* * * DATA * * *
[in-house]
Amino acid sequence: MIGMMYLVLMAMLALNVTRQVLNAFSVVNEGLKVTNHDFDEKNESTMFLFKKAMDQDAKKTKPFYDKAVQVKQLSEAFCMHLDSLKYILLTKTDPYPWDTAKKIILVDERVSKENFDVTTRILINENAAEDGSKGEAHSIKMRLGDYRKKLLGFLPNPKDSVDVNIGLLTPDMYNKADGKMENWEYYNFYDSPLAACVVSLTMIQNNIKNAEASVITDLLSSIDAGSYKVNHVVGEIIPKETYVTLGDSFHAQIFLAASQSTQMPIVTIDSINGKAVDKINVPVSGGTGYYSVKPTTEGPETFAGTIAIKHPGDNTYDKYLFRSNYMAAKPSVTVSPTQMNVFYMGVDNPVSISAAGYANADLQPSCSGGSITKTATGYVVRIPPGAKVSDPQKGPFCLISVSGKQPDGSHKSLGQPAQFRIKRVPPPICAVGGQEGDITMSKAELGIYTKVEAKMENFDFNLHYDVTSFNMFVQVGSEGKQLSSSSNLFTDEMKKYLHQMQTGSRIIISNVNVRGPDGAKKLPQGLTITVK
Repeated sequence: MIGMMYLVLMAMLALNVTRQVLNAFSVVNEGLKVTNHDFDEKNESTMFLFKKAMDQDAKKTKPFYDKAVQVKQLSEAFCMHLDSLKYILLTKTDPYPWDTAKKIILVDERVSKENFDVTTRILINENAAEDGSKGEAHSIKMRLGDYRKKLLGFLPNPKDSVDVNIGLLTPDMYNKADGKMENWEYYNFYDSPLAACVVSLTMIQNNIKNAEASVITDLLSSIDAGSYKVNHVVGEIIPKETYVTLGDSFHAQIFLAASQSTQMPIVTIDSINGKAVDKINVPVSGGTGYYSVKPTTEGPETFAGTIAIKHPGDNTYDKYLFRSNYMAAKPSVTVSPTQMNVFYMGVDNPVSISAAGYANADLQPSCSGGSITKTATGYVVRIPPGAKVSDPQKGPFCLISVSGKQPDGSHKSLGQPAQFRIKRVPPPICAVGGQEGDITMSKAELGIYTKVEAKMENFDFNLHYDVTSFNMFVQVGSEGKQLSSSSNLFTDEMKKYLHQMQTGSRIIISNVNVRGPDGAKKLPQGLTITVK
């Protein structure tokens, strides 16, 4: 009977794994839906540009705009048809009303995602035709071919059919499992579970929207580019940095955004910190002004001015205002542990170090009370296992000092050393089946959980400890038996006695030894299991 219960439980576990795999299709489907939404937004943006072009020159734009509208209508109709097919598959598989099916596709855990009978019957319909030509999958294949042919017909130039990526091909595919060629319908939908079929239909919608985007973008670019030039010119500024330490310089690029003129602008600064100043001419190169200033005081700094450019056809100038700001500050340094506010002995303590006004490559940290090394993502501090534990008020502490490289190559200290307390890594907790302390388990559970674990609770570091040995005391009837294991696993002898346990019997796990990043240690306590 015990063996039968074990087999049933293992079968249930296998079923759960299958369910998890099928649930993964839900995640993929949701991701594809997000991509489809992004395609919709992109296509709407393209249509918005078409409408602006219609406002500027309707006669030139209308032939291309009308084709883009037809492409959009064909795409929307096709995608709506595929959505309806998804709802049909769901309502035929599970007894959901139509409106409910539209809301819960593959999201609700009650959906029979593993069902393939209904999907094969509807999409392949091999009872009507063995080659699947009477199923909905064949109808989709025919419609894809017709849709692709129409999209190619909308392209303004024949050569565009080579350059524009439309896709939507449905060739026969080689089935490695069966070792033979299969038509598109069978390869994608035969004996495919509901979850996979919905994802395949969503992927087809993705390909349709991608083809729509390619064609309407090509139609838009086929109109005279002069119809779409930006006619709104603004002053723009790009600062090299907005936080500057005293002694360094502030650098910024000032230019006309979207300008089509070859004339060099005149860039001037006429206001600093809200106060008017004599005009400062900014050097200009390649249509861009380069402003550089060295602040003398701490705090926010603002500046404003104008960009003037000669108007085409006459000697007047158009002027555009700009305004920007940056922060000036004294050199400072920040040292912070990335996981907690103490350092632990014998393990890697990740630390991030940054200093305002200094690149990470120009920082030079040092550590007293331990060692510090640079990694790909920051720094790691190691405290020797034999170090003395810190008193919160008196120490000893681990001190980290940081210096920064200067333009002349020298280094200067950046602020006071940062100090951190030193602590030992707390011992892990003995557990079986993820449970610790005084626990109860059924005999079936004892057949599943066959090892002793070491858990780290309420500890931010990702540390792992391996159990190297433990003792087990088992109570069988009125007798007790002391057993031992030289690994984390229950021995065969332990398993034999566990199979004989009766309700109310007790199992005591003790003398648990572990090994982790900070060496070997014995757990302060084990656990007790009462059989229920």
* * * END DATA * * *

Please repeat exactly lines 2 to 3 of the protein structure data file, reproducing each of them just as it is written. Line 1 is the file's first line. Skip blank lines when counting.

Amino acid sequence: MIGMMYLVLMAMLALNVTRQVLNAFSVVNEGLKVTNHDFDEKNESTMFLFKKAMDQDAKKTKPFYDKAVQVKQLSEAFCMHLDSLKYILLTKTDPYPWDTAKKIILVDERVSKENFDVTTRILINENAAEDGSKGEAHSIKMRLGDYRKKLLGFLPNPKDSVDVNIGLLTPDMYNKADGKMENWEYYNFYDSPLAACVVSLTMIQNNIKNAEASVITDLLSSIDAGSYKVNHVVGEIIPKETYVTLGDSFHAQIFLAASQSTQMPIVTIDSINGKAVDKINVPVSGGTGYYSVKPTTEGPETFAGTIAIKHPGDNTYDKYLFRSNYMAAKPSVTVSPTQMNVFYMGVDNPVSISAAGYANADLQPSCSGGSITKTATGYVVRIPPGAKVSDPQKGPFCLISVSGKQPDGSHKSLGQPAQFRIKRVPPPICAVGGQEGDITMSKAELGIYTKVEAKMENFDFNLHYDVTSFNMFVQVGSEGKQLSSSSNLFTDEMKKYLHQMQTGSRIIISNVNVRGPDGAKKLPQGLTITVK
Repeated sequence: MIGMMYLVLMAMLALNVTRQVLNAFSVVNEGLKVTNHDFDEKNESTMFLFKKAMDQDAKKTKPFYDKAVQVKQLSEAFCMHLDSLKYILLTKTDPYPWDTAKKIILVDERVSKENFDVTTRILINENAAEDGSKGEAHSIKMRLGDYRKKLLGFLPNPKDSVDVNIGLLTPDMYNKADGKMENWEYYNFYDSPLAACVVSLTMIQNNIKNAEASVITDLLSSIDAGSYKVNHVVGEIIPKETYVTLGDSFHAQIFLAASQSTQMPIVTIDSINGKAVDKINVPVSGGTGYYSVKPTTEGPETFAGTIAIKHPGDNTYDKYLFRSNYMAAKPSVTVSPTQMNVFYMGVDNPVSISAAGYANADLQPSCSGGSITKTATGYVVRIPPGAKVSDPQKGPFCLISVSGKQPDGSHKSLGQPAQFRIKRVPPPICAVGGQEGDITMSKAELGIYTKVEAKMENFDFNLHYDVTSFNMFVQVGSEGKQLSSSSNLFTDEMKKYLHQMQTGSRIIISNVNVRGPDGAKKLPQGLTITVK